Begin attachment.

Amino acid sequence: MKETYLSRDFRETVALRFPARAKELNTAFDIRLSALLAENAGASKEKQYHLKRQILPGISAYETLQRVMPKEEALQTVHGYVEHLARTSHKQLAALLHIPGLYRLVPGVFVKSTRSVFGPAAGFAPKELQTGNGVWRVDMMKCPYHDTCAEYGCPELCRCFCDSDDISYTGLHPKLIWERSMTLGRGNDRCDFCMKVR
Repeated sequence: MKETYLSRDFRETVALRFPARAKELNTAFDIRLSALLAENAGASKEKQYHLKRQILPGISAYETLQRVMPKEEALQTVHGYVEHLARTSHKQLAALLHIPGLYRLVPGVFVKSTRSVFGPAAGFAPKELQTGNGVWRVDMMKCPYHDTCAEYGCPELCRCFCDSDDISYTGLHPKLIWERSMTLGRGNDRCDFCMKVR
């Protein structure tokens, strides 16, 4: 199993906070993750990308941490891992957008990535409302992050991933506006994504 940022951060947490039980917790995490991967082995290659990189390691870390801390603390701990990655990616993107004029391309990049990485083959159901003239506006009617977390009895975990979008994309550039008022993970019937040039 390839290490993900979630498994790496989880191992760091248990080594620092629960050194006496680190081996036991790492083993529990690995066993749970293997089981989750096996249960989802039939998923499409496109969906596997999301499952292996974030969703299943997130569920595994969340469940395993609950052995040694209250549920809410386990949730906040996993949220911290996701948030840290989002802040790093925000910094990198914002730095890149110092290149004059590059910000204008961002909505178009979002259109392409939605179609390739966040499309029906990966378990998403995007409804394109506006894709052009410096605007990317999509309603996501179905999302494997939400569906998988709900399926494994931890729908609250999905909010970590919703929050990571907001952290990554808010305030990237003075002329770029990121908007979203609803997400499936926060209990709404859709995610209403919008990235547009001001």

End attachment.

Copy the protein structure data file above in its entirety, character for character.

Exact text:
Amino acid sequence: MKETYLSRDFRETVALRFPARAKELNTAFDIRLSALLAENAGASKEKQYHLKRQILPGISAYETLQRVMPKEEALQTVHGYVEHLARTSHKQLAALLHIPGLYRLVPGVFVKSTRSVFGPAAGFAPKELQTGNGVWRVDMMKCPYHDTCAEYGCPELCRCFCDSDDISYTGLHPKLIWERSMTLGRGNDRCDFCMKVR
Repeated sequence: MKETYLSRDFRETVALRFPARAKELNTAFDIRLSALLAENAGASKEKQYHLKRQILPGISAYETLQRVMPKEEALQTVHGYVEHLARTSHKQLAALLHIPGLYRLVPGVFVKSTRSVFGPAAGFAPKELQTGNGVWRVDMMKCPYHDTCAEYGCPELCRCFCDSDDISYTGLHPKLIWERSMTLGRGNDRCDFCMKVR
């Protein structure tokens, strides 16, 4: 199993906070993750990308941490891992957008990535409302992050991933506006994504 940022951060947490039980917790995490991967082995290659990189390691870390801390603390701990990655990616993107004029391309990049990485083959159901003239506006009617977390009895975990979008994309550039008022993970019937040039 390839290490993900979630498994790496989880191992760091248990080594620092629960050194006496680190081996036991790492083993529990690995066993749970293997089981989750096996249960989802039939998923499409496109969906596997999301499952292996974030969703299943997130569920595994969340469940395993609950052995040694209250549920809410386990949730906040996993949220911290996701948030840290989002802040790093925000910094990198914002730095890149110092290149004059590059910000204008961002909505178009979002259109392409939605179609390739966040499309029906990966378990998403995007409804394109506006894709052009410096605007990317999509309603996501179905999302494997939400569906998988709900399926494994931890729908609250999905909010970590919703929050990571907001952290990554808010305030990237003075002329770029990121908007979203609803997400499936926060209990709404859709995610209403919008990235547009001001």